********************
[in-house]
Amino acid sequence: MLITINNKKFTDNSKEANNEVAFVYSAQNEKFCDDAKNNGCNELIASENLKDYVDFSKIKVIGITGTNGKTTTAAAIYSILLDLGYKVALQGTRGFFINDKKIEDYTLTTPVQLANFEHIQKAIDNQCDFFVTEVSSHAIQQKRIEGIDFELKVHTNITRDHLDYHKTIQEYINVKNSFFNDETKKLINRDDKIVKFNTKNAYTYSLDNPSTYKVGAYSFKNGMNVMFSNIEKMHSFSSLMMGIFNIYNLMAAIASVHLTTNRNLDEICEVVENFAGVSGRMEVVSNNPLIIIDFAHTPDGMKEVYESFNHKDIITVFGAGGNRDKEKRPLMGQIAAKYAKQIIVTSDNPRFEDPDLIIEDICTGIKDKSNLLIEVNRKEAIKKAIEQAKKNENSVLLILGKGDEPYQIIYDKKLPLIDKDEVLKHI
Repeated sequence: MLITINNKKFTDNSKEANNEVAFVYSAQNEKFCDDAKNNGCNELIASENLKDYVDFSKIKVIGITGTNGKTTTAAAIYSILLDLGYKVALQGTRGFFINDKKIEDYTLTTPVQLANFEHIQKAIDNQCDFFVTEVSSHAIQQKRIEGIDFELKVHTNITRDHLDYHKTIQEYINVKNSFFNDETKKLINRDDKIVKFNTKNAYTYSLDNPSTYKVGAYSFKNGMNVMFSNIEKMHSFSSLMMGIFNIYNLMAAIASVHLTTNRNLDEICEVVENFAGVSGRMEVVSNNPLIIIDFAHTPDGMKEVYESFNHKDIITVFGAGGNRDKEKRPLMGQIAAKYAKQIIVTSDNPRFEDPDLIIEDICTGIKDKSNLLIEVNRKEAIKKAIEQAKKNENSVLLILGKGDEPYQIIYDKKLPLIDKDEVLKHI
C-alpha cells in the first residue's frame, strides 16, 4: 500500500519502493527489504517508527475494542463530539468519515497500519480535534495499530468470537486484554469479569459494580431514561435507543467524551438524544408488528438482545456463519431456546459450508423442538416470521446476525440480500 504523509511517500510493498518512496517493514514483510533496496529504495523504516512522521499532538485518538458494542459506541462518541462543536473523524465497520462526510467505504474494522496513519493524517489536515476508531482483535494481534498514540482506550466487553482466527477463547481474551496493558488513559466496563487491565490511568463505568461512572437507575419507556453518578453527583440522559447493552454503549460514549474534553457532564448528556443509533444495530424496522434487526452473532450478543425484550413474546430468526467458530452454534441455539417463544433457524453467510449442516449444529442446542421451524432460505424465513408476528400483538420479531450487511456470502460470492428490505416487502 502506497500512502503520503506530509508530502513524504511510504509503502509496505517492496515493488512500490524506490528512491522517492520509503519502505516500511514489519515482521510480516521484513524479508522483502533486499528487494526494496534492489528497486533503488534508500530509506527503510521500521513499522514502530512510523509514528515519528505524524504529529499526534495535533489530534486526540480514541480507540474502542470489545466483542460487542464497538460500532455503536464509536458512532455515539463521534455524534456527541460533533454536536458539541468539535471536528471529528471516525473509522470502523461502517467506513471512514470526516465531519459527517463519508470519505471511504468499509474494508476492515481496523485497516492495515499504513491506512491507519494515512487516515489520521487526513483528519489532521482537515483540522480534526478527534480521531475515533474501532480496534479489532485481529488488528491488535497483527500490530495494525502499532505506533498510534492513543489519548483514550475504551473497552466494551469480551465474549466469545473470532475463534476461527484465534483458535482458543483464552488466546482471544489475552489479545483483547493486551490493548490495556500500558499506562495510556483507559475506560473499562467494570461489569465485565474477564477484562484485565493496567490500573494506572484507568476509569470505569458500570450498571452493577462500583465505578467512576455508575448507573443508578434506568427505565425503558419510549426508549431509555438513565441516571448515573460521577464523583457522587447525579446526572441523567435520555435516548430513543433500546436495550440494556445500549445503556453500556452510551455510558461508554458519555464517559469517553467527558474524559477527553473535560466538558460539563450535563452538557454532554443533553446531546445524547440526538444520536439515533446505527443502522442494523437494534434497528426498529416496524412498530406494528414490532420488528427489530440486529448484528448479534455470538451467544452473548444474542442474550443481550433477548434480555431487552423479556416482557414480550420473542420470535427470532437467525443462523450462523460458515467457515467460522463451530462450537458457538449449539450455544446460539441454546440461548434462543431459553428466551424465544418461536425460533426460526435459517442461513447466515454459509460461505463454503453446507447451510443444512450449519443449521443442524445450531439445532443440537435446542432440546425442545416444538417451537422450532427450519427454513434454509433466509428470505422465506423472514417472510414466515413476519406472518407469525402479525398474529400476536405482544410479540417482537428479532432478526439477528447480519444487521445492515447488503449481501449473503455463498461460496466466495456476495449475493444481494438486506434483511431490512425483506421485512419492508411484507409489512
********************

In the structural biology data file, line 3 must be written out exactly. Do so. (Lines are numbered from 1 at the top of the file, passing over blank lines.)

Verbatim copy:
Repeated sequence: MLITINNKKFTDNSKEANNEVAFVYSAQNEKFCDDAKNNGCNELIASENLKDYVDFSKIKVIGITGTNGKTTTAAAIYSILLDLGYKVALQGTRGFFINDKKIEDYTLTTPVQLANFEHIQKAIDNQCDFFVTEVSSHAIQQKRIEGIDFELKVHTNITRDHLDYHKTIQEYINVKNSFFNDETKKLINRDDKIVKFNTKNAYTYSLDNPSTYKVGAYSFKNGMNVMFSNIEKMHSFSSLMMGIFNIYNLMAAIASVHLTTNRNLDEICEVVENFAGVSGRMEVVSNNPLIIIDFAHTPDGMKEVYESFNHKDIITVFGAGGNRDKEKRPLMGQIAAKYAKQIIVTSDNPRFEDPDLIIEDICTGIKDKSNLLIEVNRKEAIKKAIEQAKKNENSVLLILGKGDEPYQIIYDKKLPLIDKDEVLKHI